As federal agencies work towards instituting more regulatory measures from the 2010 Dodd-Frank Act, the Securities and Exchange Commission (SEC) proposed a rule on September 18, 2013, mandated under Section 953(b) of the Act, which details new requirements for compensation ratio disclosure. Under the new proposal, public companies would be obligated to disclose (in addition to the compensation disclosures currently required) the median annual compensation of all employees (as defined in the proposed rule) and the ratio between the company’s Chief Executive Officer (CEO) compensation and the median compensation of their employees.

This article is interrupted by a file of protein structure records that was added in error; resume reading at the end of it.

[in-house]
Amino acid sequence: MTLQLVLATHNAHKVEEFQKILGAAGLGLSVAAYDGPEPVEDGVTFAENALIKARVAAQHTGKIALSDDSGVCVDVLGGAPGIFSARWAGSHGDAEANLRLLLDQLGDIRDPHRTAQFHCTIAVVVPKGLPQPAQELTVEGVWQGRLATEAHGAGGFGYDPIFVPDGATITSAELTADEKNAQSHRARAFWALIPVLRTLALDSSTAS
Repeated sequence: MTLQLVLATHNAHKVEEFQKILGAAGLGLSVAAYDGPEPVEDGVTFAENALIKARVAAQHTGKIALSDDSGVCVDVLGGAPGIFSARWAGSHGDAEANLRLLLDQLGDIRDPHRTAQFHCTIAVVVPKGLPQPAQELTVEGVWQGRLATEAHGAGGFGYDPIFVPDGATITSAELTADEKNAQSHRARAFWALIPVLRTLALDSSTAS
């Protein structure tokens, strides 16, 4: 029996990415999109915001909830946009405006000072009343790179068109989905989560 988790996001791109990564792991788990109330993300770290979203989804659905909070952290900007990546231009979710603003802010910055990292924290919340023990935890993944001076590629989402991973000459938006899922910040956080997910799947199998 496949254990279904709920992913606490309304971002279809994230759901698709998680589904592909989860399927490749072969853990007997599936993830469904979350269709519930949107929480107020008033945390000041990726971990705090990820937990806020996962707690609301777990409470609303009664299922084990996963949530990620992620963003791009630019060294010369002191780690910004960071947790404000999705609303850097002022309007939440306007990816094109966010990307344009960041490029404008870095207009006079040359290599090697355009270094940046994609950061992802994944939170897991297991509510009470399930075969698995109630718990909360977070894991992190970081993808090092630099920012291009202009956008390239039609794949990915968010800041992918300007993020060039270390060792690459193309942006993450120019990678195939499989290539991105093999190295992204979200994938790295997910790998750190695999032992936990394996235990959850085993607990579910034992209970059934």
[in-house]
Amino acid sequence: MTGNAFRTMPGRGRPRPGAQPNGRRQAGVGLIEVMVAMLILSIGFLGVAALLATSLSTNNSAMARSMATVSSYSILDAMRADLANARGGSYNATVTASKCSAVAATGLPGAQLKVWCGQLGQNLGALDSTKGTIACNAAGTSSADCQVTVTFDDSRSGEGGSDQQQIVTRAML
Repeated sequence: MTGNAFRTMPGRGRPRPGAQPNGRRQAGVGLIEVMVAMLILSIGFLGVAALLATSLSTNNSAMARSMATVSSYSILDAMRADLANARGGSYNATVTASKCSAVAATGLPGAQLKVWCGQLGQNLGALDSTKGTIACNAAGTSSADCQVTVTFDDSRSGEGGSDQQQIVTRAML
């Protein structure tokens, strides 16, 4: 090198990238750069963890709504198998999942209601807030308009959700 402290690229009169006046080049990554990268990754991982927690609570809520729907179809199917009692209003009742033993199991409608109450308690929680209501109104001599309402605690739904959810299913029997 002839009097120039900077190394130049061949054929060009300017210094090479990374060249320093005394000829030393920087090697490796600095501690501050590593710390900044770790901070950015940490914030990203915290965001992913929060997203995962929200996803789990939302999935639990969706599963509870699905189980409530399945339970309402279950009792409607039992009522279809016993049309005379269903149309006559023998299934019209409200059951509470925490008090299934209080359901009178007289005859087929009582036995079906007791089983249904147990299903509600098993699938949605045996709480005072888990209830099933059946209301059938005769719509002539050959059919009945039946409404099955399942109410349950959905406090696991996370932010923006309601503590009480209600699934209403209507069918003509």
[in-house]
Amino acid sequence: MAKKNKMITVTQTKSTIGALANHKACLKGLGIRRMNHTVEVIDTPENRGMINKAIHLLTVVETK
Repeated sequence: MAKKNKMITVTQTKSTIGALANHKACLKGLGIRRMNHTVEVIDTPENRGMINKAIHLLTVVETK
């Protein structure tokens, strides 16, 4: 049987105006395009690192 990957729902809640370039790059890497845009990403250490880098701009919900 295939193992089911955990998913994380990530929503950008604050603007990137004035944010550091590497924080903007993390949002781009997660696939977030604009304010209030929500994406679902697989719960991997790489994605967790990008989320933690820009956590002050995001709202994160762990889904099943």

While the current SEC rules require calculations of compensation to be in accordance with U.S. Generally Accepted Accounting Principles (GAAP) – accounting standards used to compile financial information for public companies – the proposed rules allow firms the flexibility in determining the “methodology” used for identifying the median compensation, so that a company may choose a technique that is “appropriate to the size and structure” of a business and how they compensate their employees. Whichever technique or method is used by a company, however, would be required, under the newly proposed rule, to be disclosed to the SEC, along with “any material assumptions, adjustments or estimates”. Such disclosure would be provided to the SEC in reports and filings that currently require executive compensation information. The proposal is being published in the Federal Register, and the SEC will be accepting public comments for 60 days from the date of publication.
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